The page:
RIYADH: Global cyber rules and international coordination are necessary to ensure a safe online space, as cybercrimes have risen exponentially over the past few years, according to a top expert.
Speaking at a session during the Global Cybersecurity Forum in Riyadh on Nov.10, Ian Goldin, professor of Globalization and Development at Oxford University, and the former vice president and head of policy of the World Bank, said that cybercrimes happening globally are different from issues like climate change.
"Threats in the online space are more like a pandemic that evolves,” he said.
Goldin added: “When it comes to climate change, you can take 12 countries and can solve 90 percent of issues. However, the difference in the cyber world is that everyone is important. It is more like a pandemic.”
He added that much greater collaboration between the private sector and governments is needed to combat cyber threats.
During the session, Goldin said that 90 percent of cyber vulnerability comes from user behavior which includes opening phishing emails, malware, using USB sticks that are not secure, etc.
“We should keep learning as technology is evolving. We have to also understand the minds of attackers. We have to learn where these people are coming from, and it demands lots of diligence,” he said.
Goldin further pointed out that there is a shortage of cybersecurity experts in the world, and it is creating issues while dealing with online threats.
Speaking on the first day of the event on Nov. 9, Nigeria’s Minister of Communications Digital Economy Isa Ali Ibrahim said that the world needs almost 3.5 million more cybersecurity professionals to combat the rise in online crimes.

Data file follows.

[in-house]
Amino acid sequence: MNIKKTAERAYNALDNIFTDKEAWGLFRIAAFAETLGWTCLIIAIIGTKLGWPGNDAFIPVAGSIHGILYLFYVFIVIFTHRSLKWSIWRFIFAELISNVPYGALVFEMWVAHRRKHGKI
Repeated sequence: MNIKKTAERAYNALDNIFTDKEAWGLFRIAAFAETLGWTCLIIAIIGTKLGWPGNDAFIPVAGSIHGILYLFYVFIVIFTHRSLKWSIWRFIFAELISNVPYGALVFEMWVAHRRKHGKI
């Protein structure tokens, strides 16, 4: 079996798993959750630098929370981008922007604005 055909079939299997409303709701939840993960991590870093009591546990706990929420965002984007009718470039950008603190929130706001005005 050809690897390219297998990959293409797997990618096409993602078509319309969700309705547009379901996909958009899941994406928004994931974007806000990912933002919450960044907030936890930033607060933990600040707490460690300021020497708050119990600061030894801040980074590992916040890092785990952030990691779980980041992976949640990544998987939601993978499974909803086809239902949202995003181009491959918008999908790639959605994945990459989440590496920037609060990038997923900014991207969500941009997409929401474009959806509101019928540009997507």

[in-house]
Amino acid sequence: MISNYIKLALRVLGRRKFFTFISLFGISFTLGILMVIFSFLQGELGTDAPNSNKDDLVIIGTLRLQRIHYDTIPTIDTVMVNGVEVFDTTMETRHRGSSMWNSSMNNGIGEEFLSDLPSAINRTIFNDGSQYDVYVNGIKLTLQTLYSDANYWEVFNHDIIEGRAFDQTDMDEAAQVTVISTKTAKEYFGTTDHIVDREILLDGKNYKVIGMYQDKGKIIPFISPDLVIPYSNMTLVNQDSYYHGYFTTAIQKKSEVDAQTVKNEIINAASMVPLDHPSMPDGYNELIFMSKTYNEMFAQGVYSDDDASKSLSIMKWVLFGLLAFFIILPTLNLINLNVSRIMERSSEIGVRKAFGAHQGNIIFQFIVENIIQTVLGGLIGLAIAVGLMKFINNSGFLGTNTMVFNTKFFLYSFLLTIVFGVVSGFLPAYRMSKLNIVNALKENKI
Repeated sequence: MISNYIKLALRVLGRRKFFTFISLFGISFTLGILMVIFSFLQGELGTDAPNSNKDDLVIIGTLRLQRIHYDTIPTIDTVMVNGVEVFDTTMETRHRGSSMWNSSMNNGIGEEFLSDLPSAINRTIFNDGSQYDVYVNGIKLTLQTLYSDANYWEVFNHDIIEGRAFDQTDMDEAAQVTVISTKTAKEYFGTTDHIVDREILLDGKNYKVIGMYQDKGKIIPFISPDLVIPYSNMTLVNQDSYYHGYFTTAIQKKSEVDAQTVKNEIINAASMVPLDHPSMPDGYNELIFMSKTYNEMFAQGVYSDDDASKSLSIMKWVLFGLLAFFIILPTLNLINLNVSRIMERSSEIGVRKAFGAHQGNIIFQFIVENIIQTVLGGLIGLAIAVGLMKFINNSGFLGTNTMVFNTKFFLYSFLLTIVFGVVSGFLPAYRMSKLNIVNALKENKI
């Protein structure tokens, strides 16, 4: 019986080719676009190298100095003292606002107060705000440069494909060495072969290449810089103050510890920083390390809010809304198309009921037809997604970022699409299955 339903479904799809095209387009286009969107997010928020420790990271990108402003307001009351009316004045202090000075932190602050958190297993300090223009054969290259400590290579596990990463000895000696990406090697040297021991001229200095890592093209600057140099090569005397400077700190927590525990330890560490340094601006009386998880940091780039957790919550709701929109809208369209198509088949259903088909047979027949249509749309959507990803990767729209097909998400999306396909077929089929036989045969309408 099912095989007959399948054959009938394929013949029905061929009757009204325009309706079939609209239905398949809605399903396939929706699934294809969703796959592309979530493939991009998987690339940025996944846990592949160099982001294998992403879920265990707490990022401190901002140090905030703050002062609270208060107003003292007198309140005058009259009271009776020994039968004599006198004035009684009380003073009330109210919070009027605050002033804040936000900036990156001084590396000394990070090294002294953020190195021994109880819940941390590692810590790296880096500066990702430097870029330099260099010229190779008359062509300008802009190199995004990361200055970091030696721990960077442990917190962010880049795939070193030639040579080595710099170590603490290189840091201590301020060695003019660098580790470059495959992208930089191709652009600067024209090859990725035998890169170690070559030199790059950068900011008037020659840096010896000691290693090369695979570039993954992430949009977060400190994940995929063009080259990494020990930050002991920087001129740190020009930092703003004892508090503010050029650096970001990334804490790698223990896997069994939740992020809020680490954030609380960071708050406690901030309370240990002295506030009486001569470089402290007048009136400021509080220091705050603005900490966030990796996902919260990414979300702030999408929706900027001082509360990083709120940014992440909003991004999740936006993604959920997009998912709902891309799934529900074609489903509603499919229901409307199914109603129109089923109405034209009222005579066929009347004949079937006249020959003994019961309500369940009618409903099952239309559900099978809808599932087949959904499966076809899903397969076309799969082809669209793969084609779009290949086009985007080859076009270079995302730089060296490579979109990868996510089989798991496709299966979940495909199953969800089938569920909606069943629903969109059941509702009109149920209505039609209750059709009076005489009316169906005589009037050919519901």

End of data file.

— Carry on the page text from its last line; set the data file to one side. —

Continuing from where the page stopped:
“In July, a report suggested that we need 8.1 million cybersecurity professionals globally this year. Today, we have around 4.7 million professionals, and still, we have a vacancy of 3.4 million,” said Ali Ibrahim.
For his part, author and digital futurist Andreas Ekström said that humans should learn and re-learn to combat the continuous threats posed by hackers.
He also added that better coordination and cooperation between countries are very much necessary to solve cybercrime-related issues.
“I am a devoted internationalist. I believe that more communication and more cooperation is the way for us to go, and there is no turning back,” said Ekström.
As the online world crosses all geographical boundaries, Ekström said that a digital identity, very similar to a passport is needed to ensure a safe online space.
“The risk now is that the digital identity is needed, and might also be used like an old boring passport,” said Ekström.
He further pointed out that police forces in countries should be also educated regarding cybercrimes.